produced and destroyed again in a vacuum, according to the Heisenberg Uncertainty Principle, the energy required for the generation of the particle can be borrowed quickly by releasing the energy via the destruction of the particle produced.
8. Amos Ori: Model for a Time Machine
Within the realm of current research, in 2007, the Israeli
physicist Amos Ori spoke out. He introduces a new theoretical model in the journal, "Physical Review." Although a blueprint for a time machine is missing, he still nevertheless thinks that he overcome hitherto existing problems
for time travel into the past.
In his theory, Ori also deals with the use of wormholes and arrives at the idiosyncratic realization that negative energy is not necessary to
stabilize the wormhole. To that end, he devises a universe that does not correspond our real, physical imagination and arrives at the same conclusion as Kurt Gödel decades earlier, favoring time loops as path for traveling through time. Then, the question
arises as to Ori's truly new approach to time travel theory and what function wormholes might have therein.
According to his theory, Amos Ori excludes wormholes for his purposes.
He refocuses that effort on obtaining negative energy and establishes (in principle, linking back to Gödel, but also to Hawking) that time loops must be created. It comes to follow that, in the extension to Einstein and Gödel, the question of whether
the universe is static or rotating appears to be nullified for Ori, as he targets the artificial creation of time circulation within space on earth. Ori describes a model of a time machine that is asymptotically flat and forms a hyper-surface. The time machine
itself is not consistent material, so no car that can be sat in or no apparatus that is operated with switches, buttons or touchscreens. The time machine itself is time. It consists of a vacuum and dust. Exotic energy is not required. However, not only dust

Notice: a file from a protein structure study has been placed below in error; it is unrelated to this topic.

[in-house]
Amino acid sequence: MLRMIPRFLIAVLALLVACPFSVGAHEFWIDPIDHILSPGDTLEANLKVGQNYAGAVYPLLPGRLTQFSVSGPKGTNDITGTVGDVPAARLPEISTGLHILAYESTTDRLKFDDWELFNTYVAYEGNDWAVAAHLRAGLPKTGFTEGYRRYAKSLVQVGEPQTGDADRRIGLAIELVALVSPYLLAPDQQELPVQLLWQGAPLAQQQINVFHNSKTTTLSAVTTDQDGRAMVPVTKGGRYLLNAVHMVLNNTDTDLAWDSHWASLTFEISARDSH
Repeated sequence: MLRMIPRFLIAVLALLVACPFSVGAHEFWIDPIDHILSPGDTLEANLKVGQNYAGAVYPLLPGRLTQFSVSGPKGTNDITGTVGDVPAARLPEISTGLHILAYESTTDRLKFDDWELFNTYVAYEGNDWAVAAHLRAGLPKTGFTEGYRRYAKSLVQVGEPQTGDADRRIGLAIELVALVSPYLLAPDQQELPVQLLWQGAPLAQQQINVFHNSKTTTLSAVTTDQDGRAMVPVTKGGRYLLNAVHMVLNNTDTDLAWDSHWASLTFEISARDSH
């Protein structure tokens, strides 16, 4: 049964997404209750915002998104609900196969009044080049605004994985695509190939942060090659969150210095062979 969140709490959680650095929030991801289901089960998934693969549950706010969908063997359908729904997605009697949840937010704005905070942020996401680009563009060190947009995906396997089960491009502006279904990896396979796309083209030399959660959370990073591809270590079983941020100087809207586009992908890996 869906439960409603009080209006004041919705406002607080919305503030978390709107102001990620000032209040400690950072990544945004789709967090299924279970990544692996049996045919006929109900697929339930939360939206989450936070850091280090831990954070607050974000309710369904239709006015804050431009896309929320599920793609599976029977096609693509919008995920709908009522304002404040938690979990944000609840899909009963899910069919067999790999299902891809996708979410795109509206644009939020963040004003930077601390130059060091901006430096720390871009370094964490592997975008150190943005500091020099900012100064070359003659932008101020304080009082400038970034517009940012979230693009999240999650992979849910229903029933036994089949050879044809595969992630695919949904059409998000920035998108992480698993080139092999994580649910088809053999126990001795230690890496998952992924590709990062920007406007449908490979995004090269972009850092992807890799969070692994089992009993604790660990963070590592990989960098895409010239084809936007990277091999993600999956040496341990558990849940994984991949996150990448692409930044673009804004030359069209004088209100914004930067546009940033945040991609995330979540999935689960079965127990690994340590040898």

but also any other material can be used, provided it is sufficient to generate a specific space time curvature. To effect this curvature, large masses would have to be within the regional vicinity, for example, in this case, an artificially produced black
hole, or gravitational waves would have to affect the local space and curve with a corresponding strength.
9. The Problematic of Causality and the Problematic of Consciousness
The problematic of causality that arises from time travel into the past results from the paradoxes. The assassin paradox already listed as an example. Self-elimination is a risk of time
travel into the past. For example, if a human encounters his parents in the period before his own birth and pulls them apart or causes circumstances that trigger this process, he would have to reckon with the loss of the ego, that is to say, with the dissolution
of himself, provided that the developing timeline causes the conception and the birth of the time traveler not to occur. After such successful self-elimination, in turn, the time traveler in question no longer exists and thus cannot pull his parents apart
at the time before his conception. This, in turn, would mean that the time traveler is then indeed conceived and born and thus exists and can, in fact, pull his parents apart before his birth. This pattern would repeat onwards. This imaginary, repeatable cycle
describes the perfect paradox in infinitum.
Even more problematic is an encounter with oneself, the alter ego and thus also with his own ego, the ego ego. This raises the problematic
into the fundamental neurological ontological dimension, which was inferentially hardly considered in the prior research: If the time traveler were to meet himself in the past, there would be an automatic reaction of the alter ego in the past toward the ego
coming from the future, seen from the perspective of the one being visited, because I only come from the future from the perspective of my ego in the past, whereas I, the one who travels back in time, am from the present. The problematic occurs on the level
of consciousness. Who is the me that I visit in the past? If I, as a time traveler, influence and change the course of action and behavior in the originally intended timeline and the order of events by way of a conversation with myself in the past, I would